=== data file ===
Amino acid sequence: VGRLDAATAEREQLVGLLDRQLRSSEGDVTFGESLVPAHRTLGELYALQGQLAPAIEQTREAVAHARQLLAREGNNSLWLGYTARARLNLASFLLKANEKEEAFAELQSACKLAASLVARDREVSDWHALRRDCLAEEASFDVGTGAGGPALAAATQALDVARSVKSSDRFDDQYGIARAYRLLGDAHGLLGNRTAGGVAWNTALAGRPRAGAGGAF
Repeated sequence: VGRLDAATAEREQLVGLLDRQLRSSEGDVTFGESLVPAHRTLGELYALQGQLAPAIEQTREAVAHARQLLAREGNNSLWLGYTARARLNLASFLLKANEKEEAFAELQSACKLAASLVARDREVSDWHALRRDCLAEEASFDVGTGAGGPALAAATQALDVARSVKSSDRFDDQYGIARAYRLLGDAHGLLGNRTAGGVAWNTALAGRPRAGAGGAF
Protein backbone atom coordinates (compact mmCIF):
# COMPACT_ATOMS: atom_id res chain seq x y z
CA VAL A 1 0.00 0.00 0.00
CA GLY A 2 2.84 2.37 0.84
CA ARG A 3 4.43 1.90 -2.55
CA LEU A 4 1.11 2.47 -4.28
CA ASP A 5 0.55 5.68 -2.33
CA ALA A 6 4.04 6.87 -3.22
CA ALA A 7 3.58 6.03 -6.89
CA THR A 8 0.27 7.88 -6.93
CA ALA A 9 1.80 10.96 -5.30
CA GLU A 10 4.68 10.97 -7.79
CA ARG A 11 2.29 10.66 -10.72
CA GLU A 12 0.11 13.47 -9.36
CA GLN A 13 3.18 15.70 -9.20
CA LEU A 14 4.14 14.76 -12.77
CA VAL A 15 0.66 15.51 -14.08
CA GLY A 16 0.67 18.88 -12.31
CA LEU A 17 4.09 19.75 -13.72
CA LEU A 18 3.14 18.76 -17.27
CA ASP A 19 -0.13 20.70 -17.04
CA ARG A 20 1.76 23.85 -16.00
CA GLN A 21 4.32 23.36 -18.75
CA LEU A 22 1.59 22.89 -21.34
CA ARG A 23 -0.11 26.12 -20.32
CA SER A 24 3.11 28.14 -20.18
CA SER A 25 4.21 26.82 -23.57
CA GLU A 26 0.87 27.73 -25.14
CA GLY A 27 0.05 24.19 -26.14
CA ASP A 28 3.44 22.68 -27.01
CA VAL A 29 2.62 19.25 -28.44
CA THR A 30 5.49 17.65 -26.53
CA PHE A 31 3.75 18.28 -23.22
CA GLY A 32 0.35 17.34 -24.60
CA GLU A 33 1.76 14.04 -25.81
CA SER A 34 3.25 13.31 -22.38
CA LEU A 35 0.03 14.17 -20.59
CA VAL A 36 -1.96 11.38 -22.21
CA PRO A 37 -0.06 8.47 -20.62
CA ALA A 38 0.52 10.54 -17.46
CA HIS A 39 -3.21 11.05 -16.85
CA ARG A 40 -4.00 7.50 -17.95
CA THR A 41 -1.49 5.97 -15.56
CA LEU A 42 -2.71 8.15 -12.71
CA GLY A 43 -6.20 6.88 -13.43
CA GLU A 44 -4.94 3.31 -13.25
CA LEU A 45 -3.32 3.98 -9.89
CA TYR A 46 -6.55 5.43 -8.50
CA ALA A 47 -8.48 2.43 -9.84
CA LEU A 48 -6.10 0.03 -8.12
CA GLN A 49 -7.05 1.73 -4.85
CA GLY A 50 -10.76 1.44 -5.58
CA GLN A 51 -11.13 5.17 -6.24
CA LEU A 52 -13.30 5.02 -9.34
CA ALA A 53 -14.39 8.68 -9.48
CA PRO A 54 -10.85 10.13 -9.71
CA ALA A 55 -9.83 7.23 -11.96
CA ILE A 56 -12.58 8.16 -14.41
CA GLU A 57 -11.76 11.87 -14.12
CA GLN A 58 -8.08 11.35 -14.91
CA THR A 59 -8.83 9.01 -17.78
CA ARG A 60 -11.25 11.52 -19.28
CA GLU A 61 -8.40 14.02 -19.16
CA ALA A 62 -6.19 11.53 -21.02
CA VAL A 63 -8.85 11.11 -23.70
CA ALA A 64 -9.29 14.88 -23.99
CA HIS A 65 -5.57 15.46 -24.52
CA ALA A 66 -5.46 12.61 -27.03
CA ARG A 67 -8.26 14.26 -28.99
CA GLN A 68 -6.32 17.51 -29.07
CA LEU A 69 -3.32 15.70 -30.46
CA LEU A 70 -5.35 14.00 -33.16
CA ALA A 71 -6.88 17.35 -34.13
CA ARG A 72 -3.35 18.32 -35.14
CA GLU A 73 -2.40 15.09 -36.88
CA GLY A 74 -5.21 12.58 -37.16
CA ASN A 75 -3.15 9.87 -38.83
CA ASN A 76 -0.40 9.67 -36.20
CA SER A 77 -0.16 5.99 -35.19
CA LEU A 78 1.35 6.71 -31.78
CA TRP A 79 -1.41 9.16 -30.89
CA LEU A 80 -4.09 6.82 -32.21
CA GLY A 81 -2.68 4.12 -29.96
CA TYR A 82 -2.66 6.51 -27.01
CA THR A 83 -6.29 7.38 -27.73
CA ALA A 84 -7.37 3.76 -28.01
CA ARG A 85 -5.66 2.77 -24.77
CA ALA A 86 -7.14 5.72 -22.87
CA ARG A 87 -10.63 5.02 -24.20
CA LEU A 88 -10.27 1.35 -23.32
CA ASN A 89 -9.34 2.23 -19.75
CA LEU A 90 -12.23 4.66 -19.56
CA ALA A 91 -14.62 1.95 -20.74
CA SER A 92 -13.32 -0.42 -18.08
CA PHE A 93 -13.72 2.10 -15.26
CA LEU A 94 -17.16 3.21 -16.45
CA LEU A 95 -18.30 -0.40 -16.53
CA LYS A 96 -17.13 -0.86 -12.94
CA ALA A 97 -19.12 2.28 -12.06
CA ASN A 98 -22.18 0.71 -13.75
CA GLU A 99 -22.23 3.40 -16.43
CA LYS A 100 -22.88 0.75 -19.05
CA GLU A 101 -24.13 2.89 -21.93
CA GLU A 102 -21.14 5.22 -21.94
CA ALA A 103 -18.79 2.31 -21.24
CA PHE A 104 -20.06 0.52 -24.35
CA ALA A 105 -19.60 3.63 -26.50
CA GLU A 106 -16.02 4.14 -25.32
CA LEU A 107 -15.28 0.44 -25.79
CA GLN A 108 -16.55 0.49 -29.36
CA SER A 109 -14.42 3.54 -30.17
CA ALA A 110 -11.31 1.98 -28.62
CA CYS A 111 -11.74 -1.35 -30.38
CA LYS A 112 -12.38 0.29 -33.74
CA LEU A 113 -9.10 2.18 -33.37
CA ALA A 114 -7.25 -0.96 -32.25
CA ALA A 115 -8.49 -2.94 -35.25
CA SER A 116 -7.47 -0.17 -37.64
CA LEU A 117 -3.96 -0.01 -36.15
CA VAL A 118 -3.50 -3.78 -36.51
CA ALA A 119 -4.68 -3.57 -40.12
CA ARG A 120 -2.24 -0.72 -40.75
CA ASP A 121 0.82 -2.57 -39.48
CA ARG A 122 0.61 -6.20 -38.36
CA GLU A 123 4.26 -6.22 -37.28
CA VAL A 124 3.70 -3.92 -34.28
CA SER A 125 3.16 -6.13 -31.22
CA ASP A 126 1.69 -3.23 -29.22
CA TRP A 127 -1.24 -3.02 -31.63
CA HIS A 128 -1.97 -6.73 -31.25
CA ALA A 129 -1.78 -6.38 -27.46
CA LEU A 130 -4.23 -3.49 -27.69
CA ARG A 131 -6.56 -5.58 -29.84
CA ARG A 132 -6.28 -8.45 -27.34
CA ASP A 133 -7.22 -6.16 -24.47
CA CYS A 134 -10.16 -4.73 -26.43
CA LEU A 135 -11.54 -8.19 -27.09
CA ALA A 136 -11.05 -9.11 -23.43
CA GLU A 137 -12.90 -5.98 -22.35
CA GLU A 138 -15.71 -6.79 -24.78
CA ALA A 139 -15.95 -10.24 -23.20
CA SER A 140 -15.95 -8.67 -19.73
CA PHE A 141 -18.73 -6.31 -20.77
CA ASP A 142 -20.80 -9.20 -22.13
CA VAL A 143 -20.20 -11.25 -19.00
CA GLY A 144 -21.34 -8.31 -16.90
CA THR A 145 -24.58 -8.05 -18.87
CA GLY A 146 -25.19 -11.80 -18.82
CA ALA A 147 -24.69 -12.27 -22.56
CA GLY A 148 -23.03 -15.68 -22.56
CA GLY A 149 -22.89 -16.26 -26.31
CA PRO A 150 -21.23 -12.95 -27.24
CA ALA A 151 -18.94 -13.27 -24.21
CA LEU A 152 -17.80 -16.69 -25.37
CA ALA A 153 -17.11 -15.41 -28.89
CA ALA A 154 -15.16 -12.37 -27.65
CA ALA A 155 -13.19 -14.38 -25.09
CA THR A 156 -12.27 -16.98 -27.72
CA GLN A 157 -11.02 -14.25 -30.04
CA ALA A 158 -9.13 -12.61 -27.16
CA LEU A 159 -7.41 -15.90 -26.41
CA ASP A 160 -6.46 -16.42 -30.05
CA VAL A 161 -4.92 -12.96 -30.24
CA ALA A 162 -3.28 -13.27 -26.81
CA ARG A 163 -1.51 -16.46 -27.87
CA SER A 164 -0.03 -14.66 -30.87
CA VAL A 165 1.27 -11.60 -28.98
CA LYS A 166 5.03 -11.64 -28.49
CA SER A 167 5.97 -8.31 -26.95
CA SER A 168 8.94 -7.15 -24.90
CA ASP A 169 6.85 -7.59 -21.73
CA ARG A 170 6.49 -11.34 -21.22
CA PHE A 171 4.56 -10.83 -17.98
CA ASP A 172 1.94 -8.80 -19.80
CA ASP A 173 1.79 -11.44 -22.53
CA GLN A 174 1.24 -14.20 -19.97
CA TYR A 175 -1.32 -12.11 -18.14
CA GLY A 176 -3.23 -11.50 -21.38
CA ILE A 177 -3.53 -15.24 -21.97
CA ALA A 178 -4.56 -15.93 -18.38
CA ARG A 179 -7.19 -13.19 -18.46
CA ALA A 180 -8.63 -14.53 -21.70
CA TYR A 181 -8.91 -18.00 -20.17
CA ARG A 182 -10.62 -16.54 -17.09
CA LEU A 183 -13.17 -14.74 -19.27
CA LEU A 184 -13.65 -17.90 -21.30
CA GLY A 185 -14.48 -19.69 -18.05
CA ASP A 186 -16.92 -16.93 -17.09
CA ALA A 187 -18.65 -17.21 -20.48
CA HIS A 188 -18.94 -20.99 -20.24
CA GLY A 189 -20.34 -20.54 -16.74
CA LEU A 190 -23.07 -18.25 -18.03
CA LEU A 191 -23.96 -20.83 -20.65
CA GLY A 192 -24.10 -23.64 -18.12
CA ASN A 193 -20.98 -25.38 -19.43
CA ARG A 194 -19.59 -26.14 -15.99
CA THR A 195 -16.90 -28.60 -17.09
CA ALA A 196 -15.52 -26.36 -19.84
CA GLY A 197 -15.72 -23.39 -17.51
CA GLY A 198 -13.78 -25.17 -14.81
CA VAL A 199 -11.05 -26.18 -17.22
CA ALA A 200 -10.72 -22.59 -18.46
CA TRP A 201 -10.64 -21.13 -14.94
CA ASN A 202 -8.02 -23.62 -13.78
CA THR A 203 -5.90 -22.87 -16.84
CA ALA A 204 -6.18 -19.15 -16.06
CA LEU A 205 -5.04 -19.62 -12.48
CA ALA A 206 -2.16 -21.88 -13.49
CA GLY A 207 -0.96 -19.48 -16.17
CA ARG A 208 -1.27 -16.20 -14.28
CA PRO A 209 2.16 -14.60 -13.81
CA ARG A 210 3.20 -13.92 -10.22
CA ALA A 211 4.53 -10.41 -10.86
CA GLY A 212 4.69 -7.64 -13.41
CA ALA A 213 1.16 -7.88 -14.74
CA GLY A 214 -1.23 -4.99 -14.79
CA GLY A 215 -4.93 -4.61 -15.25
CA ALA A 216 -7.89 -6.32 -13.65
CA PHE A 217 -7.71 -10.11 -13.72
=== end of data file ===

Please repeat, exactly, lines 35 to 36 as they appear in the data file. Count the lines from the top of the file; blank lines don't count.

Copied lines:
CA PHE A 31 3.75 18.28 -23.22
CA GLY A 32 0.35 17.34 -24.60